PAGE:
Gingival Hyperplasia

July 1, 2006

A 61-year-old man presented with swollen gums. His medical history was significant for hypertension. About 6 months earlier, he had started taking nifedipine, 60 mg/d. He was not taking any other medications.

 

A 61-year-old man presented with swollen gums. His medical history was significant for hypertension. About 6 months earlier, he had started taking nifedipine, 60 mg/d. He was not taking any other medications.

On further questioning by Senthil Nachimuthu, MD, and Kiruthika Balasundaram, MBBS, of Huey P. Long Medical Center, Alexandria, La, the patient recalled that the development of gingival hyperplasia coincided with the use of nifedipine.

It is well known that phenytoin can cause gingival hyperplasia. However, calcium channel blockers, particularly nifedipine, and the immunosuppressive agent cyclosporine may also produce gum hyperplasia.1 Certain persons, especially those with poor oral hygiene and poor dentition, are more susceptible to this adverse reaction. Therefore, make sure that patients have good oral hygiene before starting these medications.

The exact pathophysiology is not clearly understood. However, it is probably related to the interaction of the agent (phenytoin, cyclosporine, nifedipine) with epithelial keratinocytes, fibroblasts, and collagen, which leads to an overgrowth of gingival tissue.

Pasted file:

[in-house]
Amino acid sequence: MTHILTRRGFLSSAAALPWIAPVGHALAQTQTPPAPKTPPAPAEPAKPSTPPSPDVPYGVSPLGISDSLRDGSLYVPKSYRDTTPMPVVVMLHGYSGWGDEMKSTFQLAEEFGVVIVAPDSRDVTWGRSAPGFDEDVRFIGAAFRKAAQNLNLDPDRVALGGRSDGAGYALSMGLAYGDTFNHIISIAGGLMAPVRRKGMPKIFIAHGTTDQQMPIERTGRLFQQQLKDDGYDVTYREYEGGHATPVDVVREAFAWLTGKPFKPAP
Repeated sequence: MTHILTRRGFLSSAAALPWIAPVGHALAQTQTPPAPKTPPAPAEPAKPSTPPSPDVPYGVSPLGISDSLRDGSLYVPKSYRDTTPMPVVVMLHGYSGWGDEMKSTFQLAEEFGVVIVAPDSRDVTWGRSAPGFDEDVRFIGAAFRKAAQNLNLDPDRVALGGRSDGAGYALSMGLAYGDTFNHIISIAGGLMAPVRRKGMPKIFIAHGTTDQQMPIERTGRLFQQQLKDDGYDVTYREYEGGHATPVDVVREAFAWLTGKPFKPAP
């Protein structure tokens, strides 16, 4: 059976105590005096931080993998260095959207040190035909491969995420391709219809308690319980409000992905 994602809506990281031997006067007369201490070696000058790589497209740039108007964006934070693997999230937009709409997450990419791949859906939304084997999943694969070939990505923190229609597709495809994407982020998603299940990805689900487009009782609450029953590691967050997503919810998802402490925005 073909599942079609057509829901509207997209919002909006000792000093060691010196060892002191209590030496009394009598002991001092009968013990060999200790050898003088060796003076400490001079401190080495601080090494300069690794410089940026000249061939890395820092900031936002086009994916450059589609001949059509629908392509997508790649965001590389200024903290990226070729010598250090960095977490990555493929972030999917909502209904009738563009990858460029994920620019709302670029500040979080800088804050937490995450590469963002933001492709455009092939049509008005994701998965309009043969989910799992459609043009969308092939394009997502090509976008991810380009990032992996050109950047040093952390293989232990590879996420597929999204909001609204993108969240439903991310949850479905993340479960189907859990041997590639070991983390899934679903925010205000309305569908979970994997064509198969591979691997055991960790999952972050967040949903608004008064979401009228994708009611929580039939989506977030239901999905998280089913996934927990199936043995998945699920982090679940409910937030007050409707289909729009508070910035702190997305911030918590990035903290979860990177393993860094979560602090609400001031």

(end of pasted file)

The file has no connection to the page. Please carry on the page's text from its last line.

Oral hygiene is key to the prevention of gum overgrowth. Advise patients to brush and floss regularly and to use antiseptic mouthwash.2 Gingival hyperplasia usually resolves within a few weeks after the offending agent is removed. Consider referring patients to a dental specialist for further care, which may include medical and surgical management. Azithromycin may be effective, especially for cyclosporine-induced gingival hyperplasia in patients who have had renal transplantation.3

In this patient, nifedipine was switched to an antihypertensive medication of a different class, and he was referred to a dental specialist. After a month, the gingival hyperplasia decreased moderately. The importance of maintaining good oral hygiene was stressed to the patient. The FDA was notified of the adverse reaction.

References:

REFERENCES:


1.

Eggerath J, English H, Leichter JW. Drug-associated gingival enlargement: case report and review of aetiology, management and evidence-based outcomes of treatment.

J N Z Soc Periodontol.

2005;88:7-14.


2.

Mavrogiannis M, Ellis JS, Thomason JM, Seymour RA. The management of drug-induced gingival overgrowth.

J Clin Periodontol.

2006;33:434-439.


3.

Tokgoz B, Sari HI, Yildiz O, et al. Effects of azithromycin on cyclosporine-induced gingival hyperplasia in renal transplant patients.

Transplant Proc.

2004; 36:699-702.